I Made My World Bigger by deciding to explore China on foot, walking 3,000 miles from the Gobi desert to Hong Kong (beginning in winter!)
A little while ago I entered a competition run by Discovery Channel UK called 'Make Your World Bigger.' I love the concept - it's exactly the sort of adventurous mindset I champion through my trips. I'm therefore delighted that they chose my photo and caption from the Gobi desert (above) as one of the 25 finalists!
At the risk of sounding like I'm begging (which is exactly what I'm doing...) please would you take thirty seconds to vote for my image? Here's the link -http://mywbcompetition.com/gal.aspx?og=2
All you have to do is click 'Vote' and then also select 2 other images from the 25 (they're all good!) If you also fancy sharing it via Facebook or twitter, that too would be wonderful! (You can copy the link direct, or click on the social media 'sharing' icons at the bottom of this post.)
Thank you - it's very much appreciated! #mywb
For the last 5 weeks I've been in Iran, attempting to follow the river Karun (the longest in the country) from source to sea.
Tom and I found all sorts of exciting, wild and madcap adventures in the mountains and plains of Southwest Iran. I'm very excited to share them with you in the coming weeks and months.
For now, here are a few very early pictures (the captions along the bottom will help orientate the images as a photo essay if you watch through from start to end.)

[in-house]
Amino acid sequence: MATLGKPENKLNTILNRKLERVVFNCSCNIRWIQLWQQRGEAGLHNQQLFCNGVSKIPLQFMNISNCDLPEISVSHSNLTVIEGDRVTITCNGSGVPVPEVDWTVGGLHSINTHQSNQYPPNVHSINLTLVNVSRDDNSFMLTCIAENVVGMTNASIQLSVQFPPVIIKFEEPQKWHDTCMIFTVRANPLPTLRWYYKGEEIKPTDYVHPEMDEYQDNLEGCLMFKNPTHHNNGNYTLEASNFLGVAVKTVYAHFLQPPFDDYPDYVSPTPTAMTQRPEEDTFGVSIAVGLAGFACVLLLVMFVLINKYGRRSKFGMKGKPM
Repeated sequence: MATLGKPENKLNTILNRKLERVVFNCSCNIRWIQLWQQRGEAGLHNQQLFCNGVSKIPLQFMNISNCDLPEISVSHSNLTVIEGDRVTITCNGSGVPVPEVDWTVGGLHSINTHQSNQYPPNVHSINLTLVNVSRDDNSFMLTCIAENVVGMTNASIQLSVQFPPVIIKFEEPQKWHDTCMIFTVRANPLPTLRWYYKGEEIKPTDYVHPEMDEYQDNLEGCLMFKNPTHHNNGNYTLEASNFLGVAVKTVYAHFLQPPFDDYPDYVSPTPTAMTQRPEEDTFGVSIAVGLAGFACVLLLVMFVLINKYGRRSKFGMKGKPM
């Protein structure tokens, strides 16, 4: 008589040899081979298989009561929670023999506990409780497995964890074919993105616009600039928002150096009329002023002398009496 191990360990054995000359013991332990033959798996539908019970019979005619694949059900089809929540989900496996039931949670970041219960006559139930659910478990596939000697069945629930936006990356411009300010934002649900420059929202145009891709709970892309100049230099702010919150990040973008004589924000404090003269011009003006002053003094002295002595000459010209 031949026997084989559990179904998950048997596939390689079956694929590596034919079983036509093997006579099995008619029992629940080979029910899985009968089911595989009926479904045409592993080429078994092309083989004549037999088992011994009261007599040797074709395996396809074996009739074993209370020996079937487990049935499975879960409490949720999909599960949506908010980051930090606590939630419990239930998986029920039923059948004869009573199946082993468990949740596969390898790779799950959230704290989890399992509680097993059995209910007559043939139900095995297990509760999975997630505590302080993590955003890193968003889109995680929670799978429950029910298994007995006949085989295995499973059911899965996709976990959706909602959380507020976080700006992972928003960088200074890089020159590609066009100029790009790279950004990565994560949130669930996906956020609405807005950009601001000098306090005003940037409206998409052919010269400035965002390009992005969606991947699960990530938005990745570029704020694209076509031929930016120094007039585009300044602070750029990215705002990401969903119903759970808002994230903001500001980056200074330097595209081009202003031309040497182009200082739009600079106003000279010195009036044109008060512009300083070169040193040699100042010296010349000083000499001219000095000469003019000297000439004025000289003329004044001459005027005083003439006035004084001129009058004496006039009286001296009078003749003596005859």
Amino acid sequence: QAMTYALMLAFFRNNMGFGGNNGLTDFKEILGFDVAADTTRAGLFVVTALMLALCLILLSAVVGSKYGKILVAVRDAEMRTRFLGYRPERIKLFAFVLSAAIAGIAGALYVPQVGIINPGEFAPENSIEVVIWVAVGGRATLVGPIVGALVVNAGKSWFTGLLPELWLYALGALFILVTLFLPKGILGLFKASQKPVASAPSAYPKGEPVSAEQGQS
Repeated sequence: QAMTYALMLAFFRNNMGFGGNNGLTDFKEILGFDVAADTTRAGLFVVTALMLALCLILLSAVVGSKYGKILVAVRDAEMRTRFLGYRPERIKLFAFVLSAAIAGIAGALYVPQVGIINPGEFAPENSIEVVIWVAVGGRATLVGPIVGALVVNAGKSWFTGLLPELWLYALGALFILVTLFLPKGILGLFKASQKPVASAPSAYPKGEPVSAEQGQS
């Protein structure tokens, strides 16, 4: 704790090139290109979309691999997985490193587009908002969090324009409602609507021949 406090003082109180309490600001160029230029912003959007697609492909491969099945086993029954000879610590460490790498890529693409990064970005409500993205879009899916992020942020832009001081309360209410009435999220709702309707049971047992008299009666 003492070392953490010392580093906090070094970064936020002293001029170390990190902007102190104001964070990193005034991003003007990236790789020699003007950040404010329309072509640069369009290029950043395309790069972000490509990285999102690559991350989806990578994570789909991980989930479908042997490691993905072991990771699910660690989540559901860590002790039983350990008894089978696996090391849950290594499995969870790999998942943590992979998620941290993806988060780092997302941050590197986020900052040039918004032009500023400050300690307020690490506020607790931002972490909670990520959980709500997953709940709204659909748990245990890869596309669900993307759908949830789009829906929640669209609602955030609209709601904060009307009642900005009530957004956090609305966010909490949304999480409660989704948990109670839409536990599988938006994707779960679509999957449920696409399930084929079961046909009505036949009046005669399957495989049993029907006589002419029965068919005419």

I'm also very hopeful that we'll be able to create a film of our story, so if you're keen to be updated on that then please pop your email address in the box below and I'll make sure you know when there's something to watch (no spam, I promise!)
Finally, I'm also very excited to let you know that after many years of pretending to write a book, I've eventually actually written a book! It tells the story of my very first (and still favourite) journey - cycling across America. The book will be published this summer, and as with the Iran film, there'll be more news to follow soon.
Enjoy the pictures!
With thanks to:
At the end of 2012 I went to Oman to pull a cart full of instant noodles through the largest sand desert in the world. That trip was very silly (and tremendous fun!), and one of the main things I took away from it was how much I enjoyed the region. Oman and the UAE were fantastic places, I discovered, full of great people. The Omanis and Emiratis looked after us well, when we saw them, but it was expat oil workers from other parts of the Middle East and Indian subcontinent that we encountered most frequently. Pakistanis brought us curry from their truck, Syrians gave us cake and Saudis offered to kill a camel and throw a celebratory party for us. Yemenis stopped to have a quick chat and wish us well, and Bahrainis gave gifts of more Pepsi than we could carry. It was my first visit to the Arabian peninsula and, aside from a brief holiday to Cairo one time, it was my first journey to the Middle East proper.
As readers of this site will know, a couple of years ago I walked 3000 miles from Mongolia to Hong Kong with my friend Rob Lilwall. The intention was to see China at ground level; to watch how a country, people and landscape change at human speed. Moving so slowly undoubtedly offers a unique (if occasionally miserable) insight into a place. I have since become quite a fan of exploring on foot (see more thoughts on that here.)